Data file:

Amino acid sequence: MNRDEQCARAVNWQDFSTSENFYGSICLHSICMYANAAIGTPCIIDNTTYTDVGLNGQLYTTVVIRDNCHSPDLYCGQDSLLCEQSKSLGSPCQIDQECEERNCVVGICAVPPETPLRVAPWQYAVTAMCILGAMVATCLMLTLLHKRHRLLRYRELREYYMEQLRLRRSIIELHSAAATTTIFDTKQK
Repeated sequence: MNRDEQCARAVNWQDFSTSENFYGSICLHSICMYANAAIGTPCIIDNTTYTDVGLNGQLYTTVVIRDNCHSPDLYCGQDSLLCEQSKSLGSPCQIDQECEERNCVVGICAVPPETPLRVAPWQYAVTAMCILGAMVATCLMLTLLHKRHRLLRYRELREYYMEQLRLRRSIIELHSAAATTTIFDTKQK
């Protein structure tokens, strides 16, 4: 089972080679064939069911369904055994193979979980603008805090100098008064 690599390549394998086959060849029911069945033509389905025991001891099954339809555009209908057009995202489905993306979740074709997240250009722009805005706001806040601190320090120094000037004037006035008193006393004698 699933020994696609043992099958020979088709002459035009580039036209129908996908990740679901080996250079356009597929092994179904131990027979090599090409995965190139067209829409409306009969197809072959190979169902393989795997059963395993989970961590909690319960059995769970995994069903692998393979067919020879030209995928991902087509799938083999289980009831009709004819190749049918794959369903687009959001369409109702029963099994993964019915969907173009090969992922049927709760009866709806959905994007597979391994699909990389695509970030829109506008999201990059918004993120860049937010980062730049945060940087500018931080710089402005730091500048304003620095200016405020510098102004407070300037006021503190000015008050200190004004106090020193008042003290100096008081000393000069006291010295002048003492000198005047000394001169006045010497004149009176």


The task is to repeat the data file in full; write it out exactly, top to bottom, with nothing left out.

Amino acid sequence: MNRDEQCARAVNWQDFSTSENFYGSICLHSICMYANAAIGTPCIIDNTTYTDVGLNGQLYTTVVIRDNCHSPDLYCGQDSLLCEQSKSLGSPCQIDQECEERNCVVGICAVPPETPLRVAPWQYAVTAMCILGAMVATCLMLTLLHKRHRLLRYRELREYYMEQLRLRRSIIELHSAAATTTIFDTKQK
Repeated sequence: MNRDEQCARAVNWQDFSTSENFYGSICLHSICMYANAAIGTPCIIDNTTYTDVGLNGQLYTTVVIRDNCHSPDLYCGQDSLLCEQSKSLGSPCQIDQECEERNCVVGICAVPPETPLRVAPWQYAVTAMCILGAMVATCLMLTLLHKRHRLLRYRELREYYMEQLRLRRSIIELHSAAATTTIFDTKQK
């Protein structure tokens, strides 16, 4: 089972080679064939069911369904055994193979979980603008805090100098008064 690599390549394998086959060849029911069945033509389905025991001891099954339809555009209908057009995202489905993306979740074709997240250009722009805005706001806040601190320090120094000037004037006035008193006393004698 699933020994696609043992099958020979088709002459035009580039036209129908996908990740679901080996250079356009597929092994179904131990027979090599090409995965190139067209829409409306009969197809072959190979169902393989795997059963395993989970961590909690319960059995769970995994069903692998393979067919020879030209995928991902087509799938083999289980009831009709004819190749049918794959369903687009959001369409109702029963099994993964019915969907173009090969992922049927709760009866709806959905994007597979391994699909990389695509970030829109506008999201990059918004993120860049937010980062730049945060940087500018931080710089402005730091500048304003620095200016405020510098102004407070300037006021503190000015008050200190004004106090020193008042003290100096008081000393000069006291010295002048003492000198005047000394001169006045010497004149009176």